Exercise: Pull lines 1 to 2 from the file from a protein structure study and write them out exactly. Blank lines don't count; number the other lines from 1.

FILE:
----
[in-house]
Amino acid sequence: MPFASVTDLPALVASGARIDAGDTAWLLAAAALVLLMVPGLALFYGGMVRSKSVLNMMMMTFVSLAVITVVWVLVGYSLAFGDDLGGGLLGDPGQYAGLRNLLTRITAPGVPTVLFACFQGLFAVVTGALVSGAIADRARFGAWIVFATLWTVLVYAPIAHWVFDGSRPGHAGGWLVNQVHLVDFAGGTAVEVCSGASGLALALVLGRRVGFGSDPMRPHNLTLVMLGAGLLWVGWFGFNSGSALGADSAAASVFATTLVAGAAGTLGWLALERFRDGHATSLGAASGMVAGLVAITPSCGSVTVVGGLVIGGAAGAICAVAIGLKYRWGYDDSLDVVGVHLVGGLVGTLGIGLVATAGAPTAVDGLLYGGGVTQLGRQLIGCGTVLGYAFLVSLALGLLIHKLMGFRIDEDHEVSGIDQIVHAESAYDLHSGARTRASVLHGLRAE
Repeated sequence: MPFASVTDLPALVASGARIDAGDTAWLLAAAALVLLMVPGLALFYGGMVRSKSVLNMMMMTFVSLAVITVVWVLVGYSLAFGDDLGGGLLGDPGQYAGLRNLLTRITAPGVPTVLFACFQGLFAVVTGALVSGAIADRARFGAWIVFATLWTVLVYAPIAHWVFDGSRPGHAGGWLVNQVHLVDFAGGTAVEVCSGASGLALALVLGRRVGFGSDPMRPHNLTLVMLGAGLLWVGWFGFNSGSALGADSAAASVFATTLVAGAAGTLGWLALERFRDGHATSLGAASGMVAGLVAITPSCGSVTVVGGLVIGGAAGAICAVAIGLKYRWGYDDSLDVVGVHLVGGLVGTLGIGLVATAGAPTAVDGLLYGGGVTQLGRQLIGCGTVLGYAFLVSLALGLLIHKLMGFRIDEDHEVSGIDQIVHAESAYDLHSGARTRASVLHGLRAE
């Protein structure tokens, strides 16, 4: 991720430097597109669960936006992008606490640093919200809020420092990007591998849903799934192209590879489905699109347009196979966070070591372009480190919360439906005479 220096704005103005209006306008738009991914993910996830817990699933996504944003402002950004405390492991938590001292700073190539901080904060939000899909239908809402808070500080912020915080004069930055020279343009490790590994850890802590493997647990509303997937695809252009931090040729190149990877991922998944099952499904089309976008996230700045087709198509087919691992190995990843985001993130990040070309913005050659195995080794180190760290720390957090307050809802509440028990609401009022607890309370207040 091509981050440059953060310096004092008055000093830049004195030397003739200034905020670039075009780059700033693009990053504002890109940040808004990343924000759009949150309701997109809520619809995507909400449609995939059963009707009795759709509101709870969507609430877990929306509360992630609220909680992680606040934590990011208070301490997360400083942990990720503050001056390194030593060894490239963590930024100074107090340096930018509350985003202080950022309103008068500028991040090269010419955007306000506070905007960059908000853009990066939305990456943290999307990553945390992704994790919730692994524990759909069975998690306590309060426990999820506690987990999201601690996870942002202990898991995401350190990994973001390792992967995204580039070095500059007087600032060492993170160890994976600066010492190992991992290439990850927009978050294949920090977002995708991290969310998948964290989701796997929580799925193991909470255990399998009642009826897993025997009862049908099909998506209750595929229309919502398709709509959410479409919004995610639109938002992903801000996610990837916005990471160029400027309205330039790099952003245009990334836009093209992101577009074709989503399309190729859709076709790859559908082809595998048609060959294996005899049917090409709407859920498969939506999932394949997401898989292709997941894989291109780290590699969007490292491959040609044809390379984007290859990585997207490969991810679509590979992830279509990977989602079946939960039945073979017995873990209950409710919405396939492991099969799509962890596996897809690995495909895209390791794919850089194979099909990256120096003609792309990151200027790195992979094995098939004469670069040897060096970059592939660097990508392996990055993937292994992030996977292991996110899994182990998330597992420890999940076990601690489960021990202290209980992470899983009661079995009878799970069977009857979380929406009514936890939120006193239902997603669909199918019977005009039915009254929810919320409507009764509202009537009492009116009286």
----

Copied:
[in-house]
Amino acid sequence: MPFASVTDLPALVASGARIDAGDTAWLLAAAALVLLMVPGLALFYGGMVRSKSVLNMMMMTFVSLAVITVVWVLVGYSLAFGDDLGGGLLGDPGQYAGLRNLLTRITAPGVPTVLFACFQGLFAVVTGALVSGAIADRARFGAWIVFATLWTVLVYAPIAHWVFDGSRPGHAGGWLVNQVHLVDFAGGTAVEVCSGASGLALALVLGRRVGFGSDPMRPHNLTLVMLGAGLLWVGWFGFNSGSALGADSAAASVFATTLVAGAAGTLGWLALERFRDGHATSLGAASGMVAGLVAITPSCGSVTVVGGLVIGGAAGAICAVAIGLKYRWGYDDSLDVVGVHLVGGLVGTLGIGLVATAGAPTAVDGLLYGGGVTQLGRQLIGCGTVLGYAFLVSLALGLLIHKLMGFRIDEDHEVSGIDQIVHAESAYDLHSGARTRASVLHGLRAE